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By Steve Kelman

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FBI Sentinel a test for agile development

As part of its effort to improve the performance of IT investments, the federal government aims to move from a traditional model of software development, in which everything is developed in one fell swoop, to the modern model of agile development.

With the agile approach, software is developed in small chunks, quickly providing users with incremental capabilities and letting them adapt to adapt to technological changes in closer to real time. This approach makes it possible to identify problems with projects before huge sums of money have been spent.

Agile development is a key feature of the Office of Management and Budget’s 25-point plan for improving IT management, and it was a central recommendation of last year's industry-sponsored panel on improving IT acquisition, which I co-chaired with Linda Gooden from Lockheed Martin (you can read the report here).

The latest issue of InformationWeek -- a trade weekly that covers the business aspects of IT, with the occasional article on government IT -- includes an interesting column titled "FBI recasts Sentinel as a model of agility."

The FBI has a relatively new CIO, Chad Fulgham, a senior IT executive at Lehman Brothers. (Readers, resist the temptation to snicker here -- IT had nothing to do with Lehman's collapse, and actually the government would have an almost-impossible time attracting somebody with those kinds of credentials absent a corporate bankruptcy). Fulgham, coming from the private sector, probably takes agile development more or less for granted. He is trying to apply this approach to Sentinel, the FBI’s long-troubled effort to digitize and automate case handling at the bureau. Using agile development principles, developers are trying to come up with some new incremental capability every few weeks, with a broad release scheduled for September. It is interesting that InformationWeek, which runs very little on government IT, thinks this is an important enough development to be worth writing about.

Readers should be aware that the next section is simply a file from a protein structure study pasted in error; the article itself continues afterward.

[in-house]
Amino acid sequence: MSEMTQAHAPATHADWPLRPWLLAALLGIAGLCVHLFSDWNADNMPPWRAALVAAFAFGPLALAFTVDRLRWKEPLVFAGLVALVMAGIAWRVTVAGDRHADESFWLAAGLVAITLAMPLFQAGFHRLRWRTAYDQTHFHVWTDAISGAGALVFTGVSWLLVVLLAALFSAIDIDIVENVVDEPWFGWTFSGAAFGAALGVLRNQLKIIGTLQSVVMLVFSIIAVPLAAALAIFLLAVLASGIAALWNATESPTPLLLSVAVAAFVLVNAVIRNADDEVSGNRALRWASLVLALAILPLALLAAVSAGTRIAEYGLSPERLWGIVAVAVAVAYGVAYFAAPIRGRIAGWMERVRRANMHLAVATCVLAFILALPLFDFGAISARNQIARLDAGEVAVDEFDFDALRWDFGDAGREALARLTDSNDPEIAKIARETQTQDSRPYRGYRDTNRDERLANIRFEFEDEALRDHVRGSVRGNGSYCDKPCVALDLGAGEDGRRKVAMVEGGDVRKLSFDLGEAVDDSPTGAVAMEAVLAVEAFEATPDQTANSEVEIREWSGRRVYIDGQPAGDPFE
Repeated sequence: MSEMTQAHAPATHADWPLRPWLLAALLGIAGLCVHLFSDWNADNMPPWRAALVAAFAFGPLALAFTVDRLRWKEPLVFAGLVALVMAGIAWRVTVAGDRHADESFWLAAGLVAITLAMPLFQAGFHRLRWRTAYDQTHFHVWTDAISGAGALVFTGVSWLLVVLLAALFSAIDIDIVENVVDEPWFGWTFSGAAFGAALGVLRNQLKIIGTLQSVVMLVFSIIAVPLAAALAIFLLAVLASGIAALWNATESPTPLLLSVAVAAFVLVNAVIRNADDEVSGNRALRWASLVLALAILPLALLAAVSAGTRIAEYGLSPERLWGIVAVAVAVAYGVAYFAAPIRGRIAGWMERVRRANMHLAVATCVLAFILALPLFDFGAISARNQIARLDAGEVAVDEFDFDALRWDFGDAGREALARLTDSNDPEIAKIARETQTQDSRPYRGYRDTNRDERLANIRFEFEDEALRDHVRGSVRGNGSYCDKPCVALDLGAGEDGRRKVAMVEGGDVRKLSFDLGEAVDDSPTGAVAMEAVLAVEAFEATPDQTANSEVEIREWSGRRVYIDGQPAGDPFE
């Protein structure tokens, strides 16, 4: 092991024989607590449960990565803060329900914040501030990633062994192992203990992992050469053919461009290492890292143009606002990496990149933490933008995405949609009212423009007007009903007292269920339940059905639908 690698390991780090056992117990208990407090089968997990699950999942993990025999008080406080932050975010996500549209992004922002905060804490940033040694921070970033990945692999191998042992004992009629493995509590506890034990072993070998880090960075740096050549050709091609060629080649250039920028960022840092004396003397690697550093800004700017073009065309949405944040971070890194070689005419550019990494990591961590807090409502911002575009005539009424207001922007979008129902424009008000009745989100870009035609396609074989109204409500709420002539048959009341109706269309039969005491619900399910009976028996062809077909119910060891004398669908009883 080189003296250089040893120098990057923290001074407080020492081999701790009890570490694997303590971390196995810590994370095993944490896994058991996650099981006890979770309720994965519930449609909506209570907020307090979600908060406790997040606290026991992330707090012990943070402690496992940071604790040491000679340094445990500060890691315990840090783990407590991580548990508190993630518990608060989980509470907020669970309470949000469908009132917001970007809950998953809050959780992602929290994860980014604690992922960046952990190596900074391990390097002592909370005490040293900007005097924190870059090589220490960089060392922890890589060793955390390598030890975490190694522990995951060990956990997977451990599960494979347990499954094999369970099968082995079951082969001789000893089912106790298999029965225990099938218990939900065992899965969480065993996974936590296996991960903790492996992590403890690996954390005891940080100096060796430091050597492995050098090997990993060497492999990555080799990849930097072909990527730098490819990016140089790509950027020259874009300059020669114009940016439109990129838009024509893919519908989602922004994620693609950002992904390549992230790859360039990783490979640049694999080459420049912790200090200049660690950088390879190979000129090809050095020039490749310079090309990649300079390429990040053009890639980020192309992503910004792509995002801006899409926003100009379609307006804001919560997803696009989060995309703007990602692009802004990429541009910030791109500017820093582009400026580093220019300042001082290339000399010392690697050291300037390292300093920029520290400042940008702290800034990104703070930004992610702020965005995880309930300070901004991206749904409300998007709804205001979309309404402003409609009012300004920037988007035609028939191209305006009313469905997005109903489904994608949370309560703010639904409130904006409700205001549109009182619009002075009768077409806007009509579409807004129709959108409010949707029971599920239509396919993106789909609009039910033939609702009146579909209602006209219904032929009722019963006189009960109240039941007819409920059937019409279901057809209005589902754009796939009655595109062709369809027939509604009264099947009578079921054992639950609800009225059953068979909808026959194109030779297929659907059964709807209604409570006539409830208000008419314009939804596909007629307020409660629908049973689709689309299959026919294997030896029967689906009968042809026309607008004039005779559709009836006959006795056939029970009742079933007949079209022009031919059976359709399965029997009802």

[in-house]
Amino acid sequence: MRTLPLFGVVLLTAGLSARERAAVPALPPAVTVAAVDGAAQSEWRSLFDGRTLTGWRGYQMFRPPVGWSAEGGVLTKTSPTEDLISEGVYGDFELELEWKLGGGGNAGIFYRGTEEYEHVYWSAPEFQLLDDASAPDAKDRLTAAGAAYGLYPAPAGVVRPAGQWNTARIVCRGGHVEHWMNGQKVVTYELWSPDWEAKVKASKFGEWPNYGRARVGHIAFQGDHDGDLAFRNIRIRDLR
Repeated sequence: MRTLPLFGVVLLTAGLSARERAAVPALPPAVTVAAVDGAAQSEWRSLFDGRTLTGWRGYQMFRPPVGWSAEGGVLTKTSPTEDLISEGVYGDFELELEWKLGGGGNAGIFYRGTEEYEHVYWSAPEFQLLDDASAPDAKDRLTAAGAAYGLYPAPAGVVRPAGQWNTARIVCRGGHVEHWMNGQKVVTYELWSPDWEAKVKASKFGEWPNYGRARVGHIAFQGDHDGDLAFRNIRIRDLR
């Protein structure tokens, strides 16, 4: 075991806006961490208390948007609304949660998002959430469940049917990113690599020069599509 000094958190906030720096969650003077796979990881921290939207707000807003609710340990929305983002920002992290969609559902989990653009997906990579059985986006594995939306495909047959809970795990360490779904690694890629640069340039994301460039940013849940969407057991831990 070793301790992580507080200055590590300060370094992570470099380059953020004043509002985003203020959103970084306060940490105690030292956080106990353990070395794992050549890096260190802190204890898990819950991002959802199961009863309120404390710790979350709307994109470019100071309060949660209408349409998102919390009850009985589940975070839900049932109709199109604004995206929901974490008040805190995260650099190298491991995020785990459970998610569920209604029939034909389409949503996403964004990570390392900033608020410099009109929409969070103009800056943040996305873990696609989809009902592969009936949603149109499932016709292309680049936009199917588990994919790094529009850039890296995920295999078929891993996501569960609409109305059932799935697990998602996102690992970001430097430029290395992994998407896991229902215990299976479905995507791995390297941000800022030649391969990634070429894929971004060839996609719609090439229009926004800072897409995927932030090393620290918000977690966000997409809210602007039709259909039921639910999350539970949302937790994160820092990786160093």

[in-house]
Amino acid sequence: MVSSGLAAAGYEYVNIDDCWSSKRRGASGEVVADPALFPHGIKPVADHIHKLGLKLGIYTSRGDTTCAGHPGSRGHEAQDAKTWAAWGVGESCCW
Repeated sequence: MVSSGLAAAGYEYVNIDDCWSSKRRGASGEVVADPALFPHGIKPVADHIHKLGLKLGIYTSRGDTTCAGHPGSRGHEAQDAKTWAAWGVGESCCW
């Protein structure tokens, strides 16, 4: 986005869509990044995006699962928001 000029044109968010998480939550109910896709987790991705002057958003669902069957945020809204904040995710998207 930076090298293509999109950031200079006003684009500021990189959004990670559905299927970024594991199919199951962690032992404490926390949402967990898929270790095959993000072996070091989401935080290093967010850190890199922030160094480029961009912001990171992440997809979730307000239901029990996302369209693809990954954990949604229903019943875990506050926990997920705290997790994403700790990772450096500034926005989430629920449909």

Friends of improved government IT management will be watching the September date to see what happens. If this works, the federal IT community will want to think about how to make agile more of a way of life in the government. If it doesn't, it'll be time for another post mortem about why improving federal IT is such a challenge. So let's all be looking -- and rooting for the bureau's efforts.

Posted on Jun 03, 2011 at 12:09 PM


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Reader comments

Fri, Jun 10, 2011 Rory Calsette Boston

You mention L. Gooden and LockMart. You cochaired an event with her. As your subject is Sentinel, do you care to offer a view on LM's performance in the re-do of Sentinel? It now appears to require another re-do. And Director Mueller is about to leave, having not delivered on his promises to fix this program with better govt mgt and a new contractor. How can you blithely talk about agile development without discussing the much discussed and FUBARed of this program by the Bureau and its trusty integrators? You are ignoring the main event here. You shouldn't be concerned about Fulgham's pedigree at Lehman, but rather how The Best and the Brightest Contractors can't seem to get this done to spec, on time, or on budget.

Tue, Jun 7, 2011

How is a release three months from now (and several previous) agile development? They might be building in small pieces, but they're rolling it out like a traditional waterfall project. A rose by any other name......

Mon, Jun 6, 2011 Matt McKnight Reston, VA

I fail to see how this is a "test" for agile development. Even if the September deployment is not successful, they will have spent les money getting to that point and can adjust course, rather than waiting 5 years and $500M for the moment of truth.

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